1 November 2007
South China Morning Post
How energy efficient will the government headquarters at Tamar be? It should be among the most energy efficient in the world since it will be a brand-new development. Moreover, the chief executive has promised to reduce emissions there and conduct a carbon audit, both of which will involve an efficiency drive.
Business has become much more interested in efficiency because energy prices are high and there is a better understanding that burning fossil fuels causes climate change. A key way to mitigate these factors is to use energy much more efficiently.
The Hong Kong-based Asia Business Council has just released a handy publication on energy-efficient buildings, noting: Why green buildings are key to Asia's future. The book points out buildings are responsible for at least 40 per cent of energy use in most countries and energy demand is soaring as construction booms, especially in countries such as China and India. It notes the sobering fact that half of the world's new construction is in these two countries. Since buildings account for around 30 per cent of the world's greenhouse gases, energy-efficient structures are just as important as efficient power generation and transport.
Another business group, the influential World Business Council for Sustainable Development, is promoting a world in which buildings consume zero net energy. This means buildings as a whole (but not every individual structure) would generate as much energy as they use over the course of a year.
The world council sees three main ways to achieve this: by using, for example, insulation and more-energy-efficient equipment to cut energy demands; by producing energy locally from renewable and otherwise wasted energy resources; and by sharing energy - creating buildings that can generate surplus energy and feed it into an intelligent grid infrastructure. While all three are important, the council believes efficiency gains in buildings are likely to provide the greatest reductions and, in many cases, will be the most economical option.
The chief executive has called on the local business sector to implement efficiency measures in commercial buildings. This is easier said than done.
Developers are the primary players in construction but tend to have a short-term focus - on financial value. They commission architects, engineers and contractors who have expertise in the technical aspects of construction - including energy efficiency - but whose influence on key decisions may be limited. Owners frequently do not occupy buildings and therefore have little incentive to consider energy-efficient investments. End users are often in the best position to benefit from energy savings, but they are seldom in a position to make the necessary investment.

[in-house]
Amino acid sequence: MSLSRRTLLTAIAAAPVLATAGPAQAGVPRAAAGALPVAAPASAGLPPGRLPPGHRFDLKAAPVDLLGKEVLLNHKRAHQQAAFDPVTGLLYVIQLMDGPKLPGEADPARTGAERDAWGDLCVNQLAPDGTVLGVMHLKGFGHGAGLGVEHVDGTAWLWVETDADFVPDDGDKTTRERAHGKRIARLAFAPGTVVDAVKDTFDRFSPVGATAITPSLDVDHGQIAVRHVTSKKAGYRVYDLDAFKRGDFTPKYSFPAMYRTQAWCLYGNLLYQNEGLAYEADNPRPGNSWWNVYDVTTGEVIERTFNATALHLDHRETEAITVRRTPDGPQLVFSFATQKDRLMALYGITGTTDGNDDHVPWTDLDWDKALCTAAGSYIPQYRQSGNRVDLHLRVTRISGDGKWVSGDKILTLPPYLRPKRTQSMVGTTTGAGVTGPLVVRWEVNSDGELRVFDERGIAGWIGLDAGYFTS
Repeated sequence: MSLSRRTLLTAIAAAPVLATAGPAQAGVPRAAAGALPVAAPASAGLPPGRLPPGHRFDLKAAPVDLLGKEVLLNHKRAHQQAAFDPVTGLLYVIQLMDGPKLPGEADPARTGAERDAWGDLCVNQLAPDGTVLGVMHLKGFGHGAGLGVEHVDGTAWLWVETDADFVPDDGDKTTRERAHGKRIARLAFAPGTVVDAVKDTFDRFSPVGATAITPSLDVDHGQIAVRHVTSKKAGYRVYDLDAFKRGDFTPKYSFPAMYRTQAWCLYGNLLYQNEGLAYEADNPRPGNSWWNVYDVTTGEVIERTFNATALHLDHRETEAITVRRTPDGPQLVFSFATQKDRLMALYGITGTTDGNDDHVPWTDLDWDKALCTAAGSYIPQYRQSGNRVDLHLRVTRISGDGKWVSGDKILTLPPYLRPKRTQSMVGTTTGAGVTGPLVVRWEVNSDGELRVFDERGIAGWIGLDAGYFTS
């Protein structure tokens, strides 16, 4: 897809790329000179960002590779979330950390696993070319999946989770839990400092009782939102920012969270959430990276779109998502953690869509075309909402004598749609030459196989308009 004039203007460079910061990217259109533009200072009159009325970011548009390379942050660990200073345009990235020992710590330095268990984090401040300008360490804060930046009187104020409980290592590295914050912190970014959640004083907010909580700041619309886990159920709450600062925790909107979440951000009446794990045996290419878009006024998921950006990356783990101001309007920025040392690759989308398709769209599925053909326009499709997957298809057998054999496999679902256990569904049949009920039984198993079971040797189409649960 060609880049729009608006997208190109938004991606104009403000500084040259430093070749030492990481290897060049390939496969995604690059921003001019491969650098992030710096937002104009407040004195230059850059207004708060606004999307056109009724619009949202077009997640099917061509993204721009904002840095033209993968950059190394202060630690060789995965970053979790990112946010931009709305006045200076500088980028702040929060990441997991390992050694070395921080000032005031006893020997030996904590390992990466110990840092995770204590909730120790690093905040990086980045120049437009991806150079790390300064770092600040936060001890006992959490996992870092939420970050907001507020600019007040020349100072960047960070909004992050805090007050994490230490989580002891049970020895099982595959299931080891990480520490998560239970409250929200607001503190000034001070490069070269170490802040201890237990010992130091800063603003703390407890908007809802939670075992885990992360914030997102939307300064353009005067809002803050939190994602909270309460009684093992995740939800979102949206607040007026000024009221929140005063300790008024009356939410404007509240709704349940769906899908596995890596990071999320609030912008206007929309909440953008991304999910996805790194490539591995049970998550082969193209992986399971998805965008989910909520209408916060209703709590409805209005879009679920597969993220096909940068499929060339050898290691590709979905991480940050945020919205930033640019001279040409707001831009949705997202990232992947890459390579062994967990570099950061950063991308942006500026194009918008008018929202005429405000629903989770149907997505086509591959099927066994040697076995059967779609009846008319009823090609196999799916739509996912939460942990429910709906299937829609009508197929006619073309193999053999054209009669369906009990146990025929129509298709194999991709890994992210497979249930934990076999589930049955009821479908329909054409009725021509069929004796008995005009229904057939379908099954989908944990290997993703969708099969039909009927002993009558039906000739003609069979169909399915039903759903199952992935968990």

Even among building professionals, there are barriers to collaboration. The various technical experts involved in the building sector tend to work in their own silos, and it is difficult to take a holistic approach to projects.
Public-sector developers, such as the government, can show leadership through action, not talk. In constructing a new building like Tamar, the government can start by requiring the design to use less natural resources and ensure energy is used efficiently during the entire life of the building. For example, it is vital to get the lighting, cooling, heating and lift systems right. There can be considerable savings from choosing the right fixtures and fittings such as windows, lights and electrical items.
The government can also retrofit its existing buildings. Indeed, this is very important. There are plenty of examples of a quick return on retrofit investments from savings in electricity bills.
The government is in the unique position to tighten building and energy codes to ensure our buildings are highly energy efficient, which will make the city more, not less, competitive. Buildings can make a major contribution to tackling energy use, pollution and climate change, but their lifespan means we need to act now. It would be good if Tamar could make Hong Kong proud.
Christine Loh Kung-wai is chief executive of the think-tank Civic Exchange
Hong Kong needs green buildings to spruce up the environment
Developing green buildings and designs that have a positive impact on the environment
February 21, 2017
South China Morning Post Excerpt
Over the past decade, a lot of buildings were developed in Hong Kong.
Most of them, according to William Lim, managing director of CL3, a Hong Kong architecture and design firm, were built with an appealing exterior design.
However, they weren’t focusing much on the end-users. Times have changed; end-users are becoming more selective of space so architects and developers are thinking more about what buildings or designs to pursue.
“Buildings should have their own personality and they have to be a lot more thoughtful [in design]. Architects should also consider the end-users so they can be happy and productive,” said Lim.
Architects nowadays need to think deeply into what they are building. He thinks future buildings should be constructed in such a way they are sensitive to the issues of the environment.
Moving forward, Lim envisions Hong Kong developments incorporate the concept of sustainability. He hopes to see more buildings with a Leadership in Energy and Environmental Design (LEED) certification, an international board that sets different standards by using a point system to certify the building’s sustainability.
“LEED has played an important role and has set standards for good projects. There is a certain responsibility to the environment that we need to be very conscious about and that’s going to drive a lot of future projects,” he said.
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